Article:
MONTPELIER -- Vermont Attorney William Sorrell said Tuesday lawmakers should consider reducing the privacy of cases handled by the Department for Children and Families and other state agencies investigating the abuse and neglect of children.
In comments Tuesday before the Legislature's Committee on Child Protection, Sorrell said Vermont was one of a handful of states where "the doors are locked" for family court proceedings involving children in abuse or neglect cases.
"The reality is historically Vermont has been one of the states that has treated family court, abuse and neglect cases as secret proceedings with very real restrictions on public access," Sorrell said.
He said the confidentiality can hinder good communications when investigations are under way and during the casework stage of child protection cases.
The recommendation of reducing the confidentiality of child protection cases was the top of five recommendations Sorrell presented to the Committee on Child Protection.
He said about 17 states start the processes for child protection cases by assuming they are public. Working from that, all or parts of the proceedings can be closed as requested by the attorneys or the court.
One of the complaints about such a system is that parents, victims or others might not want to testify because the proceedings are public, he said.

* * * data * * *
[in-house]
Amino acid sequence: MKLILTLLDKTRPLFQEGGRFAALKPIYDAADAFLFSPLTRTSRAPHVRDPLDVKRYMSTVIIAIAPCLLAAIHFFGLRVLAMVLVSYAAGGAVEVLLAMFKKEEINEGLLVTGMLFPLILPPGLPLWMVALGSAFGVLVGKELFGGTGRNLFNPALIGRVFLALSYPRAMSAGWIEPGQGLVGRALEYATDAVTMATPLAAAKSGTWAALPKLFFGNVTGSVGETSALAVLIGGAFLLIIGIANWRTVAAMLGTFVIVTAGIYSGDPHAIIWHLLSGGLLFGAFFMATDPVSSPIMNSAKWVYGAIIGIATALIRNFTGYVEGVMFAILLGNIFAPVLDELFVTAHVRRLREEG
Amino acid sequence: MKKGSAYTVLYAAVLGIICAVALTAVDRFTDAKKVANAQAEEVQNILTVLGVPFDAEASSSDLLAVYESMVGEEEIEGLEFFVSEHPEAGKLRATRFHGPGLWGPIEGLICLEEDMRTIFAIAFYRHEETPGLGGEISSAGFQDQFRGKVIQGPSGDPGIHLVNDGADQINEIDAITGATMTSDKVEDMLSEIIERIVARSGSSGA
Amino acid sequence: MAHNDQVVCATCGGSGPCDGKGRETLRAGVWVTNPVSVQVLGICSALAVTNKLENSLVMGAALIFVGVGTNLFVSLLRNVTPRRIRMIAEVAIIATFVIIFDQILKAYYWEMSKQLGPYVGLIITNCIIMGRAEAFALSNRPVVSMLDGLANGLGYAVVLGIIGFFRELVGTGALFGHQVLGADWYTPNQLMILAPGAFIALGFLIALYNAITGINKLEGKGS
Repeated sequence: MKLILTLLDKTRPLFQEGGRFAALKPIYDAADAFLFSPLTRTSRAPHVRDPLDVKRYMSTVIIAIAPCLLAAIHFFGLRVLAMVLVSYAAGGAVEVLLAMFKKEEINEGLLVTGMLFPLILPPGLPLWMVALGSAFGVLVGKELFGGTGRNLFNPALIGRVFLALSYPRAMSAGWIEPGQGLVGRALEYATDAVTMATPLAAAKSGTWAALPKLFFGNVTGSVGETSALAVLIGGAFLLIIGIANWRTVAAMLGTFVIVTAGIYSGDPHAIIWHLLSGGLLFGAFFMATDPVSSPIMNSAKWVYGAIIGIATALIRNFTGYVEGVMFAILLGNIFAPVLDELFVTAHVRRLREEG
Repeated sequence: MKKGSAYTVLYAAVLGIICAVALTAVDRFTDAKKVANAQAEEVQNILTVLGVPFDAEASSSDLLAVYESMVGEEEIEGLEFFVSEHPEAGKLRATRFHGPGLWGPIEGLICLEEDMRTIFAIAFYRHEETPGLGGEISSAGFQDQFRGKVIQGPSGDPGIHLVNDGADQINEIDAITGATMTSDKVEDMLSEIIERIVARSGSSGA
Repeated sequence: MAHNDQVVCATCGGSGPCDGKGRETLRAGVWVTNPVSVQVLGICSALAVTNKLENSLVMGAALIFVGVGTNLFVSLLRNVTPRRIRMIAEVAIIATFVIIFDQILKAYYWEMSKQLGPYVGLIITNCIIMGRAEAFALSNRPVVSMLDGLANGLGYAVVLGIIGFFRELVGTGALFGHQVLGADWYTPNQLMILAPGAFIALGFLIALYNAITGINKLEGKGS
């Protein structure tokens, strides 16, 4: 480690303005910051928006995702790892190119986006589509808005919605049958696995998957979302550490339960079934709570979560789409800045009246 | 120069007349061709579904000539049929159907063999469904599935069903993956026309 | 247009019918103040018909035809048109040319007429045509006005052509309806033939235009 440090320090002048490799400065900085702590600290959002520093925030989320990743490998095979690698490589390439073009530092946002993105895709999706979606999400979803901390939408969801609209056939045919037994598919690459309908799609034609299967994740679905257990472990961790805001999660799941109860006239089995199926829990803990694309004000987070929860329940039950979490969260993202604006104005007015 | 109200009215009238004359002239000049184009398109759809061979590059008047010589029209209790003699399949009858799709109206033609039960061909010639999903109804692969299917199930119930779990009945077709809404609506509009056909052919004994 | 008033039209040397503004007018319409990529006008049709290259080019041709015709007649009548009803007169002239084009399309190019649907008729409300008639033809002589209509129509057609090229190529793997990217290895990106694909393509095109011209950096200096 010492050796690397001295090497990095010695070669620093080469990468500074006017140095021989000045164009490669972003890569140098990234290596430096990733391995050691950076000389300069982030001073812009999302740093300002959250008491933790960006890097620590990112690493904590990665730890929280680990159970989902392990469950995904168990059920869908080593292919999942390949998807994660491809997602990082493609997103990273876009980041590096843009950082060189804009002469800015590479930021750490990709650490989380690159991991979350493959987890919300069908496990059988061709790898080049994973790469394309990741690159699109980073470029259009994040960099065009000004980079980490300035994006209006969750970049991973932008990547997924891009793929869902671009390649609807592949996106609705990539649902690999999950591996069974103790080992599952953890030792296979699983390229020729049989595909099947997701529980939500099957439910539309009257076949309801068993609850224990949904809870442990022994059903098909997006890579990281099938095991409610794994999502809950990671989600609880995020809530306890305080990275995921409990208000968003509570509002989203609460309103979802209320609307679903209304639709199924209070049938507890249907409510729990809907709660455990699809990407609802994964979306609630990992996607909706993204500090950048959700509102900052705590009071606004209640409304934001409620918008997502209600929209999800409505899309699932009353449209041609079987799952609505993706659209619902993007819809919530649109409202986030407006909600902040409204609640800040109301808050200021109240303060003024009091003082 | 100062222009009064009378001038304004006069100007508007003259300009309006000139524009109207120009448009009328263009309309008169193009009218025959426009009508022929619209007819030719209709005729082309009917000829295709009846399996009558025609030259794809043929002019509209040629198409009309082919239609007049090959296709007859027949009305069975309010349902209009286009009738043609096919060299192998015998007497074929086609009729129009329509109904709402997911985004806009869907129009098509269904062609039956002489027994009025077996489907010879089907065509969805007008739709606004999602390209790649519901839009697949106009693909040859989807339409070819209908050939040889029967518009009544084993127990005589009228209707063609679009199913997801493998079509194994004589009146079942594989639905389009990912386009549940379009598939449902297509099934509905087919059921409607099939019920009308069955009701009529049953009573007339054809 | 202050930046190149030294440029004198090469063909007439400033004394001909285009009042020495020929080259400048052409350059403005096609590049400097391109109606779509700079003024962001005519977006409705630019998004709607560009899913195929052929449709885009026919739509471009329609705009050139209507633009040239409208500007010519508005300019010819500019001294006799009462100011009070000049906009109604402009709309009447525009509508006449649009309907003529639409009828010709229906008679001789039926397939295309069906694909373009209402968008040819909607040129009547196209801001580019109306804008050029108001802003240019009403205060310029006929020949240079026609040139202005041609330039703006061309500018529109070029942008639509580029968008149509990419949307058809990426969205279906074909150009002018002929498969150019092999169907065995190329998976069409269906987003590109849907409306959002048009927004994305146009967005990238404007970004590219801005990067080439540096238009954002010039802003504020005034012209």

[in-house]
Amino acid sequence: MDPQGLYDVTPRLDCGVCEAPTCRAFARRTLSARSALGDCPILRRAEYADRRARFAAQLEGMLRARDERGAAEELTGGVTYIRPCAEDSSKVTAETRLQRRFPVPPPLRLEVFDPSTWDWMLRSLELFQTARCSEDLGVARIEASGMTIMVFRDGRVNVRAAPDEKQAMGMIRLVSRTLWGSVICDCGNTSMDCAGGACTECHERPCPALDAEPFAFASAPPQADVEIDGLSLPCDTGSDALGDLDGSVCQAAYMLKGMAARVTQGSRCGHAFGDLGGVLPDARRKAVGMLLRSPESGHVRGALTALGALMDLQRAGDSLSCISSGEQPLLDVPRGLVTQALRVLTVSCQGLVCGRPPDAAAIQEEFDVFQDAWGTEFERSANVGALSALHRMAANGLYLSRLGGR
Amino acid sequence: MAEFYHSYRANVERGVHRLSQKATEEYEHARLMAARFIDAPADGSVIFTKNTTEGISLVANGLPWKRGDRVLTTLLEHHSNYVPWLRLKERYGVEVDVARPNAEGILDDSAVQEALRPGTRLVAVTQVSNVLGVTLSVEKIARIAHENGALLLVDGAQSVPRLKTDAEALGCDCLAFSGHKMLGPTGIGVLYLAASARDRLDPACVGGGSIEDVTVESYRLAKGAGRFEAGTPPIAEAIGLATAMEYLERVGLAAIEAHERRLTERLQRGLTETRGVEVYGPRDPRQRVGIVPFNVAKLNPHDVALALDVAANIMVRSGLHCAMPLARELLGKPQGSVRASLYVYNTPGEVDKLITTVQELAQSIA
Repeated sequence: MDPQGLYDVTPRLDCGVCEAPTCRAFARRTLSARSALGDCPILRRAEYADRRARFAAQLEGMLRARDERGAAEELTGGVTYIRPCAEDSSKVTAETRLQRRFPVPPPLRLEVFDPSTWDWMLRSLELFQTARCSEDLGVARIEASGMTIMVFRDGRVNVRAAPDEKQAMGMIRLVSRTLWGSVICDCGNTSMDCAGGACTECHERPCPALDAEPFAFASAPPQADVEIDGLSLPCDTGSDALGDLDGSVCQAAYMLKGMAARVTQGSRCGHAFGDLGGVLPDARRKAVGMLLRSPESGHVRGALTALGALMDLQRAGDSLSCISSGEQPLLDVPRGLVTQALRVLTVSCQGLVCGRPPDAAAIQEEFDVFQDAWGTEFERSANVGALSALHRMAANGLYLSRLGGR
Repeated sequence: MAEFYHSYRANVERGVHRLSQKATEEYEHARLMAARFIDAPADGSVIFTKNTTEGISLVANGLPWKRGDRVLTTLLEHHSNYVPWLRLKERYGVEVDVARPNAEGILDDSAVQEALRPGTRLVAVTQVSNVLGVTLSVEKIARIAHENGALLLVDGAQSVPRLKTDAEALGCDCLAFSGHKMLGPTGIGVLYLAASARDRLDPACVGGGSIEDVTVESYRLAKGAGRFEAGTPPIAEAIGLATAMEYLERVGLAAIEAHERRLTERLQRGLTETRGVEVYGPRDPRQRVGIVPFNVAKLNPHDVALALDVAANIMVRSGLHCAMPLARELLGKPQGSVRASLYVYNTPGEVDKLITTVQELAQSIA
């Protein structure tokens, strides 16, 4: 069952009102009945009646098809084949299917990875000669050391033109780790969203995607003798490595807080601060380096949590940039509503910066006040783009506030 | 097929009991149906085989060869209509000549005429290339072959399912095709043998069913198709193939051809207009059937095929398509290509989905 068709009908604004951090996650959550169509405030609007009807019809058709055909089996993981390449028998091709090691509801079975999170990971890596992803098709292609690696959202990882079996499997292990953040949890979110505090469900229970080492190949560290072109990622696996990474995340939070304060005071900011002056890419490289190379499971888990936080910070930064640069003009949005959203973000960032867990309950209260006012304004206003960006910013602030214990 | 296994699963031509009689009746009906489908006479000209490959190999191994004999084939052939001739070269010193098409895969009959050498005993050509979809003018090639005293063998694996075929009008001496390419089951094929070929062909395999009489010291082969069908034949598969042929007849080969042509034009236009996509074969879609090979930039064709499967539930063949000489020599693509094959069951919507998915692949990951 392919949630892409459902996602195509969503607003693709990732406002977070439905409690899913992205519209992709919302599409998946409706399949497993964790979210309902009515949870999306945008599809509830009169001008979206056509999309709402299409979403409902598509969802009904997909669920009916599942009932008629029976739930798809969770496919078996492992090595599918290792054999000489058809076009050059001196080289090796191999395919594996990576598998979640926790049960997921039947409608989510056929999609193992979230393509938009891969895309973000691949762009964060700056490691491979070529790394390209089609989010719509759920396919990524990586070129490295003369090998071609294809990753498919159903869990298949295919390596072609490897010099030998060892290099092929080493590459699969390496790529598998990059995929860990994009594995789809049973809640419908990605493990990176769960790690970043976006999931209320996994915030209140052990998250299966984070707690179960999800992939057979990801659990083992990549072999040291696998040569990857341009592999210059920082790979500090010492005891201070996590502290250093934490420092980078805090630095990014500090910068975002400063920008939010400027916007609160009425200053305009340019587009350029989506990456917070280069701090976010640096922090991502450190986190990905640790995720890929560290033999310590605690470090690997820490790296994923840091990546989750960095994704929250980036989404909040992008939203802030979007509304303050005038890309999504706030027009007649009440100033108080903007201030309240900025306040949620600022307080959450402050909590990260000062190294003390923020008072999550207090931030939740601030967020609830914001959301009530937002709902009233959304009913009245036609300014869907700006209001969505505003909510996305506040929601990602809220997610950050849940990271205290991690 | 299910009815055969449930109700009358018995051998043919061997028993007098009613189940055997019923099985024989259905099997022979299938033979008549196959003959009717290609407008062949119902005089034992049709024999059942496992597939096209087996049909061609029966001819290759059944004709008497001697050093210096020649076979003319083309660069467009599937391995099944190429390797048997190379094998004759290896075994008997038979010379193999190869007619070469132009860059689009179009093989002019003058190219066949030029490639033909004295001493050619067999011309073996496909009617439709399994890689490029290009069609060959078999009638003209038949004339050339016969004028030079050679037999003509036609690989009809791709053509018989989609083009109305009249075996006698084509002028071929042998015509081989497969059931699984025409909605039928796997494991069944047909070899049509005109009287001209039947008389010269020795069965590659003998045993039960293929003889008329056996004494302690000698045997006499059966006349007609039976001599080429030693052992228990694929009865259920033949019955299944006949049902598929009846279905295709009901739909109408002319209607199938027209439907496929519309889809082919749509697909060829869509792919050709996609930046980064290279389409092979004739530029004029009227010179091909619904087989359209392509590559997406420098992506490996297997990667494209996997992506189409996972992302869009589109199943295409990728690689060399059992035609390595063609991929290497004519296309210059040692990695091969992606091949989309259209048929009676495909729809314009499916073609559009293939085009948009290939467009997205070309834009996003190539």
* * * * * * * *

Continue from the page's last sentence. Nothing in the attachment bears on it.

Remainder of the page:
"In response to that, in our family courts, divorce and custody matters and the like, there's all kinds of stuff like that that gets aired," Sorrell said.
"If the child is injured and a criminal charge ensues, that's all very public," he said.
The committee was formed earlier this year to examine the workings of the state's child welfare system in the aftermath of the deaths of two toddlers. In one of those cases, an investigation found there was a lack of communication among agencies involved with the child.
The committee has traveled the state collecting the opinions of Vermonters on child protection issues and has been holding weekly hearings at the Statehouse to gather input from state workers and others involved in the system.
The committee members asked questions of Sorrell, but the members did not formally respond to his suggestions.
Sorrell's other four recommendations:
-- Vermont should consider joining the majority of other states and pass laws that explicitly say drug-addicted caregivers pose a risk to children;
-- Have the judiciary assume responsibility for the training and minimum performance standards for attorneys representing children in family court proceedings;
-- Consider amending state law to hold a parent or caregiver responsible for permitting a child to be physically or sexually abused, even though he or she may not be the perpetrator;
-- Considering changing criminal law to expressly address the threats to child welfare of residing in a home where an investigation has found child pornography or the production of child pornography.
"There is no silver bullet cure," Sorrel said in prepared remarks distributed at the hearing. "Ours is a system of people making subjective decisions relating to child welfare. None of us is perfect. We will continue to make mistakes, but that should not hinder efforts toward improvement."